Sacred Nostalgia

Is it nostalgia when the scent crisp fall air and brilliantly sunny days percolate in my head to produce memories of things that never really happened? In a different life, I would be preparing for something momentous. I think.

I’m strangely jealous of the frum girl at my office. I wished her an easy fast, and accepted her reciprocal wishes. I have no intention of fasting. Ever.

I’m spending my Yom Kippur off from work. I want to self-evaluate as my baby naps. I want to think about how I can be a better person to the people I love and a fairer person to the people I barely know. I want to focus on the letting go.

I am not good at the letting go.

I want to spend time being thankful for the amazing year I’ve just had.

For climbing mountains.

For clarity on my body.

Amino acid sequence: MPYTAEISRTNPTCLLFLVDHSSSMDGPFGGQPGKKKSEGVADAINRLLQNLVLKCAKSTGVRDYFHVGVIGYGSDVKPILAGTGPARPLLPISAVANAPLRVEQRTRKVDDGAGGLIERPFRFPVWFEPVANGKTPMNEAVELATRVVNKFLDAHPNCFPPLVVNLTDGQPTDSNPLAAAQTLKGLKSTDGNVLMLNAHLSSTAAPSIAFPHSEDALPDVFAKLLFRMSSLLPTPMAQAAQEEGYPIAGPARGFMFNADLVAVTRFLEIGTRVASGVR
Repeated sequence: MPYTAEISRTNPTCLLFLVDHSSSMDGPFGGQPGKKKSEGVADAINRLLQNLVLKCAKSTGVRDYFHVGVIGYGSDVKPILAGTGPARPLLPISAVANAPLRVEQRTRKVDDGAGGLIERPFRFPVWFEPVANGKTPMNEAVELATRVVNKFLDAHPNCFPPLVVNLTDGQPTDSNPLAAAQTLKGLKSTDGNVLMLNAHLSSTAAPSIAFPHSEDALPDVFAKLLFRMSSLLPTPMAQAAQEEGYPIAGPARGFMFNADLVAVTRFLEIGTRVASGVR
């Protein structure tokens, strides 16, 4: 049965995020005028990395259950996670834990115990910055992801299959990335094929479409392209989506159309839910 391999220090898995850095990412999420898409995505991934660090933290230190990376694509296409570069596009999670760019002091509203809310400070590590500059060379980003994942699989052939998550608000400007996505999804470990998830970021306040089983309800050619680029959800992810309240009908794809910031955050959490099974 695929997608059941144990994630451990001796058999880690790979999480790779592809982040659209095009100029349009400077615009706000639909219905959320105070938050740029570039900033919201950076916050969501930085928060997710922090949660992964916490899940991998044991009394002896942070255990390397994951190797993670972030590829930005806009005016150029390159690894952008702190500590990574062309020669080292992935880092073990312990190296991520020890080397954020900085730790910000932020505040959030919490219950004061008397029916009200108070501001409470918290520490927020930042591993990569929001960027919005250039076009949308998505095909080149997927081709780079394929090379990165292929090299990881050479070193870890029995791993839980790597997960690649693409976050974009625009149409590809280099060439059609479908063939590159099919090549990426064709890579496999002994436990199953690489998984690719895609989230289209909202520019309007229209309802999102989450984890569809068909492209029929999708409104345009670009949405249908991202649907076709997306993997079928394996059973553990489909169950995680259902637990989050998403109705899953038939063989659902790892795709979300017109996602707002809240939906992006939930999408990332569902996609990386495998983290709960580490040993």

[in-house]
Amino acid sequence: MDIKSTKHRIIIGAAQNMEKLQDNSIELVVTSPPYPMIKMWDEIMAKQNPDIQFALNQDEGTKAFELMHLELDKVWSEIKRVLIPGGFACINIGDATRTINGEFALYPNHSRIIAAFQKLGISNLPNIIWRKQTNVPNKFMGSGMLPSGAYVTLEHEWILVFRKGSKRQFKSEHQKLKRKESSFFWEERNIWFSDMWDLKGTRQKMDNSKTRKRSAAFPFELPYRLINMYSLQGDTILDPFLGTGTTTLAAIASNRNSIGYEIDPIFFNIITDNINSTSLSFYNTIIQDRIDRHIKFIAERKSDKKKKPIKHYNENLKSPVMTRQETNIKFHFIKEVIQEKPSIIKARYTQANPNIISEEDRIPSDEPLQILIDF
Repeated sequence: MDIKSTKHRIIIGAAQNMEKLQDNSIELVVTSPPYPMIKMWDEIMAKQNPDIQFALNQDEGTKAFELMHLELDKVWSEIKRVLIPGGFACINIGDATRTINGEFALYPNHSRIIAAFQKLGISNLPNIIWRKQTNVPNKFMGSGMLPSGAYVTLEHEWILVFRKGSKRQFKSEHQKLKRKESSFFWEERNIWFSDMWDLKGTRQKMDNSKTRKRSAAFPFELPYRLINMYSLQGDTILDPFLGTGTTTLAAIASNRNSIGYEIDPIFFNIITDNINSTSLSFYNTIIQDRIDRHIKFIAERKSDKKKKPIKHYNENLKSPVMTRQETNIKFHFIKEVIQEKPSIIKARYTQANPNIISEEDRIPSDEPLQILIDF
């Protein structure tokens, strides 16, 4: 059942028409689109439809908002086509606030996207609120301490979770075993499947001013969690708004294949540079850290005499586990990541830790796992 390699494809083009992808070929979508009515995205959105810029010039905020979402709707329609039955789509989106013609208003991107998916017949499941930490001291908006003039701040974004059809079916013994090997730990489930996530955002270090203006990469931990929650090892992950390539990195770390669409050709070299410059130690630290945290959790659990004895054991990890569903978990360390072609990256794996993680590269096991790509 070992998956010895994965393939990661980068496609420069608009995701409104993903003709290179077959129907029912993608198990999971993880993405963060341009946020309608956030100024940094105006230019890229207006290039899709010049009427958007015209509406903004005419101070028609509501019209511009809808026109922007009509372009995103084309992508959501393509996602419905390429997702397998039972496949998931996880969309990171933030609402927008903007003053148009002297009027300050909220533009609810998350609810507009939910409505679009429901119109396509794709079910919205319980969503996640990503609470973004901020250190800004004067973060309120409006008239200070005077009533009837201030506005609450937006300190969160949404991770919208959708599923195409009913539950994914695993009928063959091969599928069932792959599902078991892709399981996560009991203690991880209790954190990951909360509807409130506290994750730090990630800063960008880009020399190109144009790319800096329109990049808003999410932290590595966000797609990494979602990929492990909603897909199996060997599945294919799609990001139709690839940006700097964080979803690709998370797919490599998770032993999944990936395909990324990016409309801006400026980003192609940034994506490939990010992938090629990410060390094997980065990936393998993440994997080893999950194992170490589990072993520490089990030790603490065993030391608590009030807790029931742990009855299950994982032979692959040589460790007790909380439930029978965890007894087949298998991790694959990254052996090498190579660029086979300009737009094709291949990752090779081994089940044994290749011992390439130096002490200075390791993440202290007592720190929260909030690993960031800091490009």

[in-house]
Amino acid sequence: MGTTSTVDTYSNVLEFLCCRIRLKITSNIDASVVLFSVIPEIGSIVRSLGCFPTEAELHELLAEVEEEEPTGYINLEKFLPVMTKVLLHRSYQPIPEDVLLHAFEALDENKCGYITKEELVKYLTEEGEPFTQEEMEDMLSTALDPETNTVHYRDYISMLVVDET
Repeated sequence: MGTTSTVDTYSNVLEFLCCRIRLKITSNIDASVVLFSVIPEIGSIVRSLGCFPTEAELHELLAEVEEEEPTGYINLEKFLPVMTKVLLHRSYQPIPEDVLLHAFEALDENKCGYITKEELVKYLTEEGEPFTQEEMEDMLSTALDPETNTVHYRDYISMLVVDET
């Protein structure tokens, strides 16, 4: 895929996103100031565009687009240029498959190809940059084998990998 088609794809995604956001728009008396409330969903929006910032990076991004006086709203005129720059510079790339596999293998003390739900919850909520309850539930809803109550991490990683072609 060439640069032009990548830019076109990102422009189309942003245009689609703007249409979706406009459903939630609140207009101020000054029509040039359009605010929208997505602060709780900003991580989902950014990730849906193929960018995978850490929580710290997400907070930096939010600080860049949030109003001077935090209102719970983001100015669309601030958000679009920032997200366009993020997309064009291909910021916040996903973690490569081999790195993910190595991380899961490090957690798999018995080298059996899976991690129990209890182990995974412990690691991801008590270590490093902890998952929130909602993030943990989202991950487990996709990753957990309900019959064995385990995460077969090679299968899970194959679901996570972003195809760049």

For abundant friendships.

For loving where I live.

For healthy children.

I could justify a heter in my head for breastfeeding, but it’s just another rabbinic loophole. Transfer your hurtful actions to a sin chicken. Annul your responsibility to be a decent human being. Take no accountability for yourself and ask “God” to wipe your slate clean.

Fasting focuses on you. How much time you have left. How much hunger you have. Your suffering.

In not fasting, I can focus on others. Specifically, how I can contribute to the happiness of people around me. In being a purposeful part of the world. In turning my actions into something sacred and meaningful.

And I’ll work on my misplaced nostalgia, reminding myself that being a good person is far better than anything a fast could achieve.


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